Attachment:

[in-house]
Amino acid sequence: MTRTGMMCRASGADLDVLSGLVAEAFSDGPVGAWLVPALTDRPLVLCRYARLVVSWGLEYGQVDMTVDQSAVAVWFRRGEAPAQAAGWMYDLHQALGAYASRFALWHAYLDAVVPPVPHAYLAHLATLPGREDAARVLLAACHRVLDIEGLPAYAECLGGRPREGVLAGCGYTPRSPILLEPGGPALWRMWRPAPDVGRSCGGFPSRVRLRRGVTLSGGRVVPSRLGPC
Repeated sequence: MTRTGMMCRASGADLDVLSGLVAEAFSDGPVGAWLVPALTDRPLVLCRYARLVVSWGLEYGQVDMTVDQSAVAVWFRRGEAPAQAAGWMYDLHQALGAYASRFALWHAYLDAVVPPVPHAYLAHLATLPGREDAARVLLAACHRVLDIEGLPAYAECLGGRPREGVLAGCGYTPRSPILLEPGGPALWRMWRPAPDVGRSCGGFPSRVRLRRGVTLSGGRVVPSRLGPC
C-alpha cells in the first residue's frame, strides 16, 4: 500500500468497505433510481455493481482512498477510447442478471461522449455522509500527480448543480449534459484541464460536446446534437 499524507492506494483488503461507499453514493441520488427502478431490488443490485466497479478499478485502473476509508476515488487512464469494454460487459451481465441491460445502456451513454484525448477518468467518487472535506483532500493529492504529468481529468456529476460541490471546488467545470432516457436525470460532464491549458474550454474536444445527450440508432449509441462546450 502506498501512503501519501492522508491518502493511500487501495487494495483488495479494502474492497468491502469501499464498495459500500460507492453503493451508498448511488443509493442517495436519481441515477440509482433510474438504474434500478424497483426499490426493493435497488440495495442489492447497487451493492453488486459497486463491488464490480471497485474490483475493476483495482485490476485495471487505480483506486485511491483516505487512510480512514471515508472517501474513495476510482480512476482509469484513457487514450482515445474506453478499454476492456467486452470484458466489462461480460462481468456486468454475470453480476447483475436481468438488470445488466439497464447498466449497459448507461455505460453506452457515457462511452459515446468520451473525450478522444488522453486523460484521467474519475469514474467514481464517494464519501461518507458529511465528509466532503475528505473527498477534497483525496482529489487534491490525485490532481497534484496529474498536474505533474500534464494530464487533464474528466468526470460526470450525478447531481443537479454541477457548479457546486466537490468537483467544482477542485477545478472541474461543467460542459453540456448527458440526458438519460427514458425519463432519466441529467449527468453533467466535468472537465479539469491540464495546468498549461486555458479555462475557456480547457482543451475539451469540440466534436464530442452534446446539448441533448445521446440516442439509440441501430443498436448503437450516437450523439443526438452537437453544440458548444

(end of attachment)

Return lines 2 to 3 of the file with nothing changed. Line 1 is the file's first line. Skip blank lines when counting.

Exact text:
Amino acid sequence: MTRTGMMCRASGADLDVLSGLVAEAFSDGPVGAWLVPALTDRPLVLCRYARLVVSWGLEYGQVDMTVDQSAVAVWFRRGEAPAQAAGWMYDLHQALGAYASRFALWHAYLDAVVPPVPHAYLAHLATLPGREDAARVLLAACHRVLDIEGLPAYAECLGGRPREGVLAGCGYTPRSPILLEPGGPALWRMWRPAPDVGRSCGGFPSRVRLRRGVTLSGGRVVPSRLGPC
Repeated sequence: MTRTGMMCRASGADLDVLSGLVAEAFSDGPVGAWLVPALTDRPLVLCRYARLVVSWGLEYGQVDMTVDQSAVAVWFRRGEAPAQAAGWMYDLHQALGAYASRFALWHAYLDAVVPPVPHAYLAHLATLPGREDAARVLLAACHRVLDIEGLPAYAECLGGRPREGVLAGCGYTPRSPILLEPGGPALWRMWRPAPDVGRSCGGFPSRVRLRRGVTLSGGRVVPSRLGPC